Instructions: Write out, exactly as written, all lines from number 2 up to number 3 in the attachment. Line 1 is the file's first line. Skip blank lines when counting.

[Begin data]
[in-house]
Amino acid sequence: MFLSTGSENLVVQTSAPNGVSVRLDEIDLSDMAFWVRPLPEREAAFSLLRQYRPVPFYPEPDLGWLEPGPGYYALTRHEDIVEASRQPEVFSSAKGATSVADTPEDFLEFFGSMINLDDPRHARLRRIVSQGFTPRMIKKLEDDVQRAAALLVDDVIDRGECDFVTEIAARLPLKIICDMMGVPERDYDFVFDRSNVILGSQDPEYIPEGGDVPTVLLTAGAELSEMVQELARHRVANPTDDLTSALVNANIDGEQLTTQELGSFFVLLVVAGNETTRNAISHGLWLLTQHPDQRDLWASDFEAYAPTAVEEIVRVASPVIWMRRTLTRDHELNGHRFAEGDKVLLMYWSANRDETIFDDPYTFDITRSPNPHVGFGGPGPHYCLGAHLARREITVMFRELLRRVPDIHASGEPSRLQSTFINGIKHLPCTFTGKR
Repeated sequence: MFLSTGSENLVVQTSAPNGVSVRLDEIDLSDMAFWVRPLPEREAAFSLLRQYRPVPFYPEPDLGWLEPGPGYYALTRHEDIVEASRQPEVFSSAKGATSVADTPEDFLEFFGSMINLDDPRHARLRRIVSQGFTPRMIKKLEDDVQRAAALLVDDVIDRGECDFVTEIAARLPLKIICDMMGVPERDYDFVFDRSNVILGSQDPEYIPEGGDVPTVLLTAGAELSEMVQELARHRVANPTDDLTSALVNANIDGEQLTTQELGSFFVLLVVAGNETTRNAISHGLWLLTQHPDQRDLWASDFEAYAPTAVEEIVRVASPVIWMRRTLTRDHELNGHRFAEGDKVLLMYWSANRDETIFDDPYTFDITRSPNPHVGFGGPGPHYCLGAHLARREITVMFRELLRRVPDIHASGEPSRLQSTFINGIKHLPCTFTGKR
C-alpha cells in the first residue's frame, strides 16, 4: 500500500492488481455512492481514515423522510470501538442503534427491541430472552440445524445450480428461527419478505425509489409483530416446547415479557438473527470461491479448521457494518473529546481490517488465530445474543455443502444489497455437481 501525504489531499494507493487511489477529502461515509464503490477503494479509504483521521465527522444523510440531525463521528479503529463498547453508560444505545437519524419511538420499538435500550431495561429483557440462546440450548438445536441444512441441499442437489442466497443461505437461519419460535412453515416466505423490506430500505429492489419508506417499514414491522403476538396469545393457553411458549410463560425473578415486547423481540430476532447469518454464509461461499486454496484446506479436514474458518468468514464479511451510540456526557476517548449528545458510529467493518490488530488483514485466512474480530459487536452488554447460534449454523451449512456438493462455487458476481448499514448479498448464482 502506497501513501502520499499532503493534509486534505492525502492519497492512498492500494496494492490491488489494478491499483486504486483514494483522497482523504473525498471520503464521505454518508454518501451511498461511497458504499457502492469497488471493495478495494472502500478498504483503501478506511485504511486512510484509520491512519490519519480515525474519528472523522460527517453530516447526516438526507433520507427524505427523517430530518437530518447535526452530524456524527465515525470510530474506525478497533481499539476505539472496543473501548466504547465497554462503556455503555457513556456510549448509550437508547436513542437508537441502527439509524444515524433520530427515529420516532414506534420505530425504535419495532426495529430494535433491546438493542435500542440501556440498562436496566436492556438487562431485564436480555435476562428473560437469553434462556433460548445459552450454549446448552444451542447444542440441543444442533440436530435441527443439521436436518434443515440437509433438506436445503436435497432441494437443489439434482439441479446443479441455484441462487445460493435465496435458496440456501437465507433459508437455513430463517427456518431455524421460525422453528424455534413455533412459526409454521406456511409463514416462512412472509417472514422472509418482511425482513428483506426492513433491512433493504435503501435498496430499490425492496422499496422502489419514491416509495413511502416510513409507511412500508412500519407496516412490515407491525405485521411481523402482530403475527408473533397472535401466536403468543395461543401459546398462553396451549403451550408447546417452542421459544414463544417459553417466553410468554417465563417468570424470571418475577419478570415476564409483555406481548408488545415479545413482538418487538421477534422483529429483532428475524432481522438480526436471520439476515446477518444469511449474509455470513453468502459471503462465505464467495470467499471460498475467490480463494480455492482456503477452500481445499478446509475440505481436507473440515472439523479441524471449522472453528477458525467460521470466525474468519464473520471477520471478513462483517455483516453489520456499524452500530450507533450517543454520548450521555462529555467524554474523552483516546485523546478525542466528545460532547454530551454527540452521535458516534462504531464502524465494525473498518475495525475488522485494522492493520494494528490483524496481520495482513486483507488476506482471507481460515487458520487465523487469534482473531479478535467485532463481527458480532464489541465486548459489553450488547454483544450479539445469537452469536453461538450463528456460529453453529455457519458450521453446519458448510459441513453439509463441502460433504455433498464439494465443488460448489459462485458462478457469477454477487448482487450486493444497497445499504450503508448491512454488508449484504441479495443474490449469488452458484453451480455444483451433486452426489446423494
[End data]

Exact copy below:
Amino acid sequence: MFLSTGSENLVVQTSAPNGVSVRLDEIDLSDMAFWVRPLPEREAAFSLLRQYRPVPFYPEPDLGWLEPGPGYYALTRHEDIVEASRQPEVFSSAKGATSVADTPEDFLEFFGSMINLDDPRHARLRRIVSQGFTPRMIKKLEDDVQRAAALLVDDVIDRGECDFVTEIAARLPLKIICDMMGVPERDYDFVFDRSNVILGSQDPEYIPEGGDVPTVLLTAGAELSEMVQELARHRVANPTDDLTSALVNANIDGEQLTTQELGSFFVLLVVAGNETTRNAISHGLWLLTQHPDQRDLWASDFEAYAPTAVEEIVRVASPVIWMRRTLTRDHELNGHRFAEGDKVLLMYWSANRDETIFDDPYTFDITRSPNPHVGFGGPGPHYCLGAHLARREITVMFRELLRRVPDIHASGEPSRLQSTFINGIKHLPCTFTGKR
Repeated sequence: MFLSTGSENLVVQTSAPNGVSVRLDEIDLSDMAFWVRPLPEREAAFSLLRQYRPVPFYPEPDLGWLEPGPGYYALTRHEDIVEASRQPEVFSSAKGATSVADTPEDFLEFFGSMINLDDPRHARLRRIVSQGFTPRMIKKLEDDVQRAAALLVDDVIDRGECDFVTEIAARLPLKIICDMMGVPERDYDFVFDRSNVILGSQDPEYIPEGGDVPTVLLTAGAELSEMVQELARHRVANPTDDLTSALVNANIDGEQLTTQELGSFFVLLVVAGNETTRNAISHGLWLLTQHPDQRDLWASDFEAYAPTAVEEIVRVASPVIWMRRTLTRDHELNGHRFAEGDKVLLMYWSANRDETIFDDPYTFDITRSPNPHVGFGGPGPHYCLGAHLARREITVMFRELLRRVPDIHASGEPSRLQSTFINGIKHLPCTFTGKR